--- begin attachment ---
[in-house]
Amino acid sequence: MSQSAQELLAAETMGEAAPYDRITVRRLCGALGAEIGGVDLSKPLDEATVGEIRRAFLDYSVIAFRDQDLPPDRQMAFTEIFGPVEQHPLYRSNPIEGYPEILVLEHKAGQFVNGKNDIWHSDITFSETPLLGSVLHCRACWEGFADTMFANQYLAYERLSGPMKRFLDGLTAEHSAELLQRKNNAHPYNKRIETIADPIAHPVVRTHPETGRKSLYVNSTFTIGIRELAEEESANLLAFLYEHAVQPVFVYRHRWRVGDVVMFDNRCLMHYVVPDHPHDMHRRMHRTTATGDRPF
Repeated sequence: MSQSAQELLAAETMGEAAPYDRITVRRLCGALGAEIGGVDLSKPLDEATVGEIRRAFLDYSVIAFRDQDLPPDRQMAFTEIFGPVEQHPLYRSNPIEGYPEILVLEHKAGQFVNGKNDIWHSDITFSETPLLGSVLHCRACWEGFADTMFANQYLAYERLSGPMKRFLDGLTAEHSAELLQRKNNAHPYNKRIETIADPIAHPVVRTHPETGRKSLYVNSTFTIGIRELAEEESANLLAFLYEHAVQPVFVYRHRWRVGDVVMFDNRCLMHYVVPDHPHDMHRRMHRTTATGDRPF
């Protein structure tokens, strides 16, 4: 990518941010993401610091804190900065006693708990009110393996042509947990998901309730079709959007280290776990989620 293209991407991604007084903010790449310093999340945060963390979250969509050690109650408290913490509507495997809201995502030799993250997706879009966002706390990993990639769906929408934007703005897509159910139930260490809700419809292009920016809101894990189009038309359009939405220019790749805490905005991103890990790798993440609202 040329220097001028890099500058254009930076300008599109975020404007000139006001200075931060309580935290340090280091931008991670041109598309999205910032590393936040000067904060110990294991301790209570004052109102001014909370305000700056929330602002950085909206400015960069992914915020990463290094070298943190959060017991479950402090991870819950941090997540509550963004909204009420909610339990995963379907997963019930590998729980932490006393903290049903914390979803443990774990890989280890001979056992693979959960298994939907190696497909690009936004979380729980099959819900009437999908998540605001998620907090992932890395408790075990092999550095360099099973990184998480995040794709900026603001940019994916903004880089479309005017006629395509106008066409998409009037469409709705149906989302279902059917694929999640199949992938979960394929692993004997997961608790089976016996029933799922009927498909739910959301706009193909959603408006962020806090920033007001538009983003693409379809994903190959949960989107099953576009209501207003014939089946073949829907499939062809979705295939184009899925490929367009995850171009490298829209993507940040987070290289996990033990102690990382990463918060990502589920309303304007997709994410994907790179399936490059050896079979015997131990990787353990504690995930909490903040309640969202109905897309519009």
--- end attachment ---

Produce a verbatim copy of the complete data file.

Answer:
[in-house]
Amino acid sequence: MSQSAQELLAAETMGEAAPYDRITVRRLCGALGAEIGGVDLSKPLDEATVGEIRRAFLDYSVIAFRDQDLPPDRQMAFTEIFGPVEQHPLYRSNPIEGYPEILVLEHKAGQFVNGKNDIWHSDITFSETPLLGSVLHCRACWEGFADTMFANQYLAYERLSGPMKRFLDGLTAEHSAELLQRKNNAHPYNKRIETIADPIAHPVVRTHPETGRKSLYVNSTFTIGIRELAEEESANLLAFLYEHAVQPVFVYRHRWRVGDVVMFDNRCLMHYVVPDHPHDMHRRMHRTTATGDRPF
Repeated sequence: MSQSAQELLAAETMGEAAPYDRITVRRLCGALGAEIGGVDLSKPLDEATVGEIRRAFLDYSVIAFRDQDLPPDRQMAFTEIFGPVEQHPLYRSNPIEGYPEILVLEHKAGQFVNGKNDIWHSDITFSETPLLGSVLHCRACWEGFADTMFANQYLAYERLSGPMKRFLDGLTAEHSAELLQRKNNAHPYNKRIETIADPIAHPVVRTHPETGRKSLYVNSTFTIGIRELAEEESANLLAFLYEHAVQPVFVYRHRWRVGDVVMFDNRCLMHYVVPDHPHDMHRRMHRTTATGDRPF
């Protein structure tokens, strides 16, 4: 990518941010993401610091804190900065006693708990009110393996042509947990998901309730079709959007280290776990989620 293209991407991604007084903010790449310093999340945060963390979250969509050690109650408290913490509507495997809201995502030799993250997706879009966002706390990993990639769906929408934007703005897509159910139930260490809700419809292009920016809101894990189009038309359009939405220019790749805490905005991103890990790798993440609202 040329220097001028890099500058254009930076300008599109975020404007000139006001200075931060309580935290340090280091931008991670041109598309999205910032590393936040000067904060110990294991301790209570004052109102001014909370305000700056929330602002950085909206400015960069992914915020990463290094070298943190959060017991479950402090991870819950941090997540509550963004909204009420909610339990995963379907997963019930590998729980932490006393903290049903914390979803443990774990890989280890001979056992693979959960298994939907190696497909690009936004979380729980099959819900009437999908998540605001998620907090992932890395408790075990092999550095360099099973990184998480995040794709900026603001940019994916903004880089479309005017006629395509106008066409998409009037469409709705149906989302279902059917694929999640199949992938979960394929692993004997997961608790089976016996029933799922009927498909739910959301706009193909959603408006962020806090920033007001538009983003693409379809994903190959949960989107099953576009209501207003014939089946073949829907499939062809979705295939184009899925490929367009995850171009490298829209993507940040987070290289996990033990102690990382990463918060990502589920309303304007997709994410994907790179399936490059050896079979015997131990990787353990504690995930909490903040309640969202109905897309519009």